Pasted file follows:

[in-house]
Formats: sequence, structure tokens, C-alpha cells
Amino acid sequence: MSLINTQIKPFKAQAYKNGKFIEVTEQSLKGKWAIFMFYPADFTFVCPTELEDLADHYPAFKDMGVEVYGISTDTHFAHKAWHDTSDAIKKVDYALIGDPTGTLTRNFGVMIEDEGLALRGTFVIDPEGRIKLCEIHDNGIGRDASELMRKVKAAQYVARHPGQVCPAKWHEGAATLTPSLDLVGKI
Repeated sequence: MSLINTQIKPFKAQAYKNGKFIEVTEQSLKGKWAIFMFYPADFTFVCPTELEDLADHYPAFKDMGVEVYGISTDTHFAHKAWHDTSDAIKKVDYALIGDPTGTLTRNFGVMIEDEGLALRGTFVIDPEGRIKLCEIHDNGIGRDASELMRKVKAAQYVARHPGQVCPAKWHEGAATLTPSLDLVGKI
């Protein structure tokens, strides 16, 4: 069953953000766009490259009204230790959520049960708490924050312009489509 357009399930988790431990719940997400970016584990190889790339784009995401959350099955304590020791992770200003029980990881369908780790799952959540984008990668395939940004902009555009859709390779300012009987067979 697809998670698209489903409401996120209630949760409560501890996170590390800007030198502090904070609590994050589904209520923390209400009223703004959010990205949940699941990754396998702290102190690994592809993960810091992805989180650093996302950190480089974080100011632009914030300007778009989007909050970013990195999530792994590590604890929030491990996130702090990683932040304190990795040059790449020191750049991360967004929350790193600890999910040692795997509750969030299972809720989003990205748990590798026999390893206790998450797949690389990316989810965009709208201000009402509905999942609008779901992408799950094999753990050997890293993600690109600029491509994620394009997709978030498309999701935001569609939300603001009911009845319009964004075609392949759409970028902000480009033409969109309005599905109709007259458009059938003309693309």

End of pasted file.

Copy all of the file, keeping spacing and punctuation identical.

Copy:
[in-house]
Formats: sequence, structure tokens, C-alpha cells
Amino acid sequence: MSLINTQIKPFKAQAYKNGKFIEVTEQSLKGKWAIFMFYPADFTFVCPTELEDLADHYPAFKDMGVEVYGISTDTHFAHKAWHDTSDAIKKVDYALIGDPTGTLTRNFGVMIEDEGLALRGTFVIDPEGRIKLCEIHDNGIGRDASELMRKVKAAQYVARHPGQVCPAKWHEGAATLTPSLDLVGKI
Repeated sequence: MSLINTQIKPFKAQAYKNGKFIEVTEQSLKGKWAIFMFYPADFTFVCPTELEDLADHYPAFKDMGVEVYGISTDTHFAHKAWHDTSDAIKKVDYALIGDPTGTLTRNFGVMIEDEGLALRGTFVIDPEGRIKLCEIHDNGIGRDASELMRKVKAAQYVARHPGQVCPAKWHEGAATLTPSLDLVGKI
């Protein structure tokens, strides 16, 4: 069953953000766009490259009204230790959520049960708490924050312009489509 357009399930988790431990719940997400970016584990190889790339784009995401959350099955304590020791992770200003029980990881369908780790799952959540984008990668395939940004902009555009859709390779300012009987067979 697809998670698209489903409401996120209630949760409560501890996170590390800007030198502090904070609590994050589904209520923390209400009223703004959010990205949940699941990754396998702290102190690994592809993960810091992805989180650093996302950190480089974080100011632009914030300007778009989007909050970013990195999530792994590590604890929030491990996130702090990683932040304190990795040059790449020191750049991360967004929350790193600890999910040692795997509750969030299972809720989003990205748990590798026999390893206790998450797949690389990316989810965009709208201000009402509905999942609008779901992408799950094999753990050997890293993600690109600029491509994620394009997709978030498309999701935001569609939300603001009911009845319009964004075609392949759409970028902000480009033409969109309005599905109709007259458009059938003309693309």